PORTLAND, Ore. (KOIN) — The total solar eclipse will only last a relatively short time on August 21, but official agencies are making contingency plans for all types of emergencies as upwards of a million people are expected to travel to Oregon.
Oregon’s Office of Emergency Management has been working for months to be the facilitator for contact and continuity between all the smaller agencies.
Andrew Phelps, director of OEM, told KOIN 6 News, “I think the amount of planning that we’re doing is going to minimize the impacts of anything negative that could happen.”
According to Phelps, the Aug. 21 eclipse will have an impact from border to border across Oregon, which is why the OEM has been taking input and sharing information, resource requests and situation analysis with local and tribal emergency managers.
Phelps compared the OEM to being the conductors of the orchestra saying, “We don’t play all the instruments, but we want to make sure all the instruments being played are using the right piece of music and at the right tempo, stopping and starting at the right time.”
Towns like Lincoln City, which is in the eclipse’s path of totality, continue to plan for scenarios like emergency response times and hospital access being hampered by traffic and parking problems.
Phelps said congestion is their number one concern.
“No one’s going to be moving anywhere terribly fast, we don’t think on the 21st,” Phelps said. “We want people to try to move where they need to go as safely as possible.”
With a million extra people expected in Oregon the weekend before and days after the Monday eclipse, the agency is also concerned about communication and sanitation.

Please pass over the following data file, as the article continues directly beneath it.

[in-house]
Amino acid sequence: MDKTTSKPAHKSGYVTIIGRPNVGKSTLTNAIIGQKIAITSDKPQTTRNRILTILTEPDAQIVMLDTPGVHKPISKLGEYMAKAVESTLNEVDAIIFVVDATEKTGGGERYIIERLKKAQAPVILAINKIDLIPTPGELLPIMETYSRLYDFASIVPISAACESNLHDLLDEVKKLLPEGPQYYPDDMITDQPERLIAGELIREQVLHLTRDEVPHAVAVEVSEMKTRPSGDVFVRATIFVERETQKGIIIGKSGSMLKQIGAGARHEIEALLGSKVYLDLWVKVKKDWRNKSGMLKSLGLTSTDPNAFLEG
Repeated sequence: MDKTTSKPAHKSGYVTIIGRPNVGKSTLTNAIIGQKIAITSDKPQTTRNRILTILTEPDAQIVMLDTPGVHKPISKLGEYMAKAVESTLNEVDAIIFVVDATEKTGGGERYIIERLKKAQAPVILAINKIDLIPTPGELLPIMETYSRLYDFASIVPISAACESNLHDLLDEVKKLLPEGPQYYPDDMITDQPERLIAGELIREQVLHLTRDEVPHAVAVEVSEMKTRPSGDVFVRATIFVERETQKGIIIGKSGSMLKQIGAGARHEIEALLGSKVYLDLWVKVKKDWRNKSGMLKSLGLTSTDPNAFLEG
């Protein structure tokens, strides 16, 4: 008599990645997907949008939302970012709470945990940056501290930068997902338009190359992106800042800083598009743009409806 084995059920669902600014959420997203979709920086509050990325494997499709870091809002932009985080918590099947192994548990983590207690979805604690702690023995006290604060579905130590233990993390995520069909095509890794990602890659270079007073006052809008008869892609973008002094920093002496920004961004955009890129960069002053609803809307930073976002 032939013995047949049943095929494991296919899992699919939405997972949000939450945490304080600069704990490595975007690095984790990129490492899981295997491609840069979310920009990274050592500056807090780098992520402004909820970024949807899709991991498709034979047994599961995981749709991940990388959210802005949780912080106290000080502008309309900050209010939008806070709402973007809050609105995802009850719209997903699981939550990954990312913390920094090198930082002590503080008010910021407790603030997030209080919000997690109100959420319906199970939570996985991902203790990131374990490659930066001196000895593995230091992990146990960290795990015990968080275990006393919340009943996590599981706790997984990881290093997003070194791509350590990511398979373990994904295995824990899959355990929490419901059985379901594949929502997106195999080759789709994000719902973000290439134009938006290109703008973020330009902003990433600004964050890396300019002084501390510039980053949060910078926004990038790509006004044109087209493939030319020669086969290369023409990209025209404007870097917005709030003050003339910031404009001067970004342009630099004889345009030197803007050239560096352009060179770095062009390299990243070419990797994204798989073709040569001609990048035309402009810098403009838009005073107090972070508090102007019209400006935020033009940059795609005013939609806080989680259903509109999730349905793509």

They’ve warned businesses to prepare and schedule employees for a big jump in customers, more cash transactions and possible credit card issues and waits.
People who want to enjoy the eclipse also need to prepare for this celestial event.
Individuals need to have specially certified sunglasses to look at the eclipse, and employers can also help their workers prepare.
“Just remember, before you look up, look around,” Chuck Easterly, the director of the Safe and Healthy Workplace Center at SAIF, said in a statement.
Among the SAIF recommendations: plan to stop work for a few minutes during the eclipse, let workers work from home that day, drivers shouldn’t look at the eclipse while driving, remember commuting may take longer from the extra traffic and have a plan for customers.
OEM said residents and visitors should be prepared to wait in line, whether they’re stuck in traffic or trying to go into a store. However, they suggested people take the time to enjoy the scenery and people around them.
Emergency planners also have a message for people wanting to view the eclipse. They said people should be aware and understand the dynamics in play and what can happen with an extra million people.
ODOT is making preparations for the roads to be very busy that Monday as visitors from around the world descend on Oregon, the first state in the US to experience the path of totality.
It’s the first total solar eclipse in Oregon in 38 years.